For those of you who don’t know, I was a rubella baby. I came with the full complement of symptoms, vision loss, hearing loss, congenital heart issues, and learning disabilities. I’m luckier than some, but not as lucky as most. Lucky isn’t everything either. I still can’t drive. I still wear a hearing aid, a scleral shell, and my eye is still clouded by a cataract. I still live with the chronic pain of a surgical scar. I cannot do geometry. I would love for these things to change. My independence has been compromised. And that independence was compromised by measles. I get really angry when I think about the fact that there could be future generations with more people who have to live like I do because someone was selfish enough to compromise our herd immunity.
Because of the fact that my life has been changed by infectious disease, I am a strong proponent for immunization and vaccination.
According to Forbes, there is an outbreak of measles in Wales, a disease which thanks to herd immunity we had almost eradicated until the MMR vaccine Autism panic in the late 1990s.
I entirely understand people fearing that their children will have autism. I understand that it is a hard life, not just for the children, but for the parents. I’ve worked in preschools teaching Early Childhood Education.
But it is also my understanding through the hard work of many scientists, that the MMR vaccine is not linked to the causation of autism.
It isn’t just because of my disabilities that I am a strong proponent for the use of vaccination, it is also because of my history with terminal illness ,and with the future generations that will come after us.
When my father was alive, his condition made it so that so much as a common cold could have killed him at his worst. A close friend has cancer, and if she is exposed to anything so much as a sneeze during her time in radiation and chemotherapy, her immune system won’t be able to fight it off. By not vaccinating, people aren’t just compromising the lives of the future generations of children, but they’re also deeply threatening the lives of people fighting to live. The choice to fight cancer or HIV or leukemia is a brave one, but in order to fight it, people need protection. If I was sick as a child, it was my mother who took care of me, because there was no way we would have exposed my father to my sickness. Ever.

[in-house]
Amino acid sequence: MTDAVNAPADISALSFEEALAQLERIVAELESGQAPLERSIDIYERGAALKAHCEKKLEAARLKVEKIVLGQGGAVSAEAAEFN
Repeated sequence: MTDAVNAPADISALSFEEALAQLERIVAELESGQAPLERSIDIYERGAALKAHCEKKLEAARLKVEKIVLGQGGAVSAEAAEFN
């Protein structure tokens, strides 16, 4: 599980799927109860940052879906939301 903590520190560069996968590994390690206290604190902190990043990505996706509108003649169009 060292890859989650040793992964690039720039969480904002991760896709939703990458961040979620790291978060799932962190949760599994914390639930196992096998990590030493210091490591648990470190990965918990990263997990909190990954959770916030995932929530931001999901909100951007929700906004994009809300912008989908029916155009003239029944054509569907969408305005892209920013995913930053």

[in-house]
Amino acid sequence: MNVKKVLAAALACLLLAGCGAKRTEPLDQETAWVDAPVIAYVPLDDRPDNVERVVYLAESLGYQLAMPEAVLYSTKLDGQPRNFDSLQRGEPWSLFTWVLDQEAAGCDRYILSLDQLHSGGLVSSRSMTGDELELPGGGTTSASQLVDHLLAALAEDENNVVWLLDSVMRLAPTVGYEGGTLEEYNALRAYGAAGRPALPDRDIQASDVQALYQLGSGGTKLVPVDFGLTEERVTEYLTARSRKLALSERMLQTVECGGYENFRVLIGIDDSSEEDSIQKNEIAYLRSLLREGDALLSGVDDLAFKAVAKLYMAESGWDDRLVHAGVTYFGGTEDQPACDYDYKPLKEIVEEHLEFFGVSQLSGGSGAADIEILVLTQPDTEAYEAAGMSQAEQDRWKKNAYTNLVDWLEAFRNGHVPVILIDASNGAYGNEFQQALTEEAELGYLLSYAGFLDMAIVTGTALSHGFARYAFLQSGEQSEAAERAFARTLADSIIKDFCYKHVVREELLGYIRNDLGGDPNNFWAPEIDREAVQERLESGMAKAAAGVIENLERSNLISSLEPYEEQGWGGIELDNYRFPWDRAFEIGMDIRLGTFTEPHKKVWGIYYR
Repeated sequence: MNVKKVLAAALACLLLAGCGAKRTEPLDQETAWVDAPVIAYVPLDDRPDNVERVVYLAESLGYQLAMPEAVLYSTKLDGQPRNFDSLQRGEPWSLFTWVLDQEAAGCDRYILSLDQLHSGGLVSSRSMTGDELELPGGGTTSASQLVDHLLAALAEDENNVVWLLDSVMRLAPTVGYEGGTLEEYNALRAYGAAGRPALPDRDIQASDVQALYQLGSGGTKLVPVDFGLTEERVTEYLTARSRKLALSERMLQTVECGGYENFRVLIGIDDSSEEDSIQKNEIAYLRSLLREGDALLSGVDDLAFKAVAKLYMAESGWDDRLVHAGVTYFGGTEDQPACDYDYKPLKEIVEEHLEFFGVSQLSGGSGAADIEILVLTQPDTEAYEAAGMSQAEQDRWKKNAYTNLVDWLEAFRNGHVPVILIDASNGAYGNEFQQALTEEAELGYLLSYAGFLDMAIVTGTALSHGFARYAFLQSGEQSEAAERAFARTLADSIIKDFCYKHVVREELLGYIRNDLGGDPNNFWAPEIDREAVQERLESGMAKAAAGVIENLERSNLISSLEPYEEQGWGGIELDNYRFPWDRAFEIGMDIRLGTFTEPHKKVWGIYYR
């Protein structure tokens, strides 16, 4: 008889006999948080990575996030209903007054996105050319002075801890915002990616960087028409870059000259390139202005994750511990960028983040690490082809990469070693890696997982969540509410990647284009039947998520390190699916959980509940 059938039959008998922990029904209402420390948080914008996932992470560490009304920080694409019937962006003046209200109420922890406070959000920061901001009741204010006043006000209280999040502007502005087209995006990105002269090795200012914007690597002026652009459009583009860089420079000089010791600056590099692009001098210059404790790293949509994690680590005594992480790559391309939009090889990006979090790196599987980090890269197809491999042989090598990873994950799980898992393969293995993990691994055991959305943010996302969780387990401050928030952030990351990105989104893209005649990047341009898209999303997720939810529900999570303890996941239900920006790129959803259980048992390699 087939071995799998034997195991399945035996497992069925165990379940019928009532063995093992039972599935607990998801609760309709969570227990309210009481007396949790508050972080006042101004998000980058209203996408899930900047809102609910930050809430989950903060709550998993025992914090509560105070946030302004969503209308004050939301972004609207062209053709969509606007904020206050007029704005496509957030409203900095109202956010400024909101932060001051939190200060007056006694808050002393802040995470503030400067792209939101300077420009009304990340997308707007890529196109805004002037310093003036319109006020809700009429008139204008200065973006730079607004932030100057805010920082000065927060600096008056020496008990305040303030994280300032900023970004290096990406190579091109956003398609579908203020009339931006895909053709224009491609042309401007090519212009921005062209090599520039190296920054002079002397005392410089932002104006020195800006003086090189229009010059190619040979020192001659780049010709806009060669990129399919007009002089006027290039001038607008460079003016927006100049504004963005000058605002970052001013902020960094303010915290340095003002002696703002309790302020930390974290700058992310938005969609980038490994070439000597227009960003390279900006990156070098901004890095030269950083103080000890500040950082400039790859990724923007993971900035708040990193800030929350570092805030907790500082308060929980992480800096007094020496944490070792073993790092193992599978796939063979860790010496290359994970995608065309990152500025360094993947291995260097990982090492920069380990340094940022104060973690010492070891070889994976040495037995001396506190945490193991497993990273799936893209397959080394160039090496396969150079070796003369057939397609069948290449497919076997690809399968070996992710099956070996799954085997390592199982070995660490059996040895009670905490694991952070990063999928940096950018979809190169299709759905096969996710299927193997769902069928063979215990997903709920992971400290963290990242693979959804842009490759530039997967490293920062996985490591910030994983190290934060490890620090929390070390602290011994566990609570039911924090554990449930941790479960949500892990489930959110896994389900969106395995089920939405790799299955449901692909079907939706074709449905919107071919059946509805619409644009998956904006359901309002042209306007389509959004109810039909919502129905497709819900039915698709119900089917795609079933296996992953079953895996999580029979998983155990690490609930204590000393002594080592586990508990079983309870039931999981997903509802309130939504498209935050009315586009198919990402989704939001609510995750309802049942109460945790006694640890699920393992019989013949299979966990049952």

Let me reiterate: I was not around MY OWN FATHER when I was sick because we know it would put HIM at risk. If I couldn’t be around my parent, you shouldn’t be around PERFECT STRANGERS who could kill with germs.
Putting your child with no immunity in front of my second mom with cancer makes me want to fucking scream. The deep lack of thinking, the lack of research, the lack of caring for others, that is what really makes me angry.
Immunizing our children is a sign that we understand that the world is not just about US. It is about the larger community. It is about those with terminal illnesses who want to survive, it is about the pregnant women who want healthy lives for THEIR children, and it is about protecting the future generations from diseases which we had already eradicated.
I don’t want the return of polio. I don’t want the return of Spanish Influenza. I don’t want the return of German Measles.
The anti-vaccination movement is dangerous to the future, it is dangerous to those who need our protection as a society, and it is dangerous because no matter what, misinformation WILL come back to bite us in the ass.
Do your research. I do not believe for one second that the pediatricians I have known throughout my life would deliberately have exposed me to risk for YET ANOTHER disorder or disease. Don’t put the rest of the world at risk.
Being on the spectrum is hard. I know many people who are. But there is so much more risk to the vaccination dialogue than just autism. Lives are at stake. Futures are at stake. The ability for a person to be independent is at stake.
So to paraphrase Patrick Henry: Give me Herd Immunity or Give Me Death.
Children will die. Don’t let them. We have the technology to save lives.
Nothing else to add except a resounding “THIS.”
This is a wonderful article. People need to get it through their heads that even if they mean well, not vaccinating is dangerous to EVERYONE.
Additionally, I am on the autism spectrum. I’ve said it many times before in debates with anti-vax folks, even if there was the slightest bit of scientific evidence that vaccines caused autism, I would still be happy that my parents vaccinated me. I would much rather have my life with autism than say, polio.
As a member of the autistic community, I find the anti-vacciners even more annoying than the curebies, because they have no comprehension of disease history. Most of them were born after the advent of vaccines, so they don’t remember a sibling or a friend dying of something commonplace. And if they aren’t the reading type, they’ll never get that sense from reading historical fiction, which is a much better way of learning history than anything I’ve come across in schools. Ignorance is not a crime, but it should not be tolerated when it affects other people’s lives.
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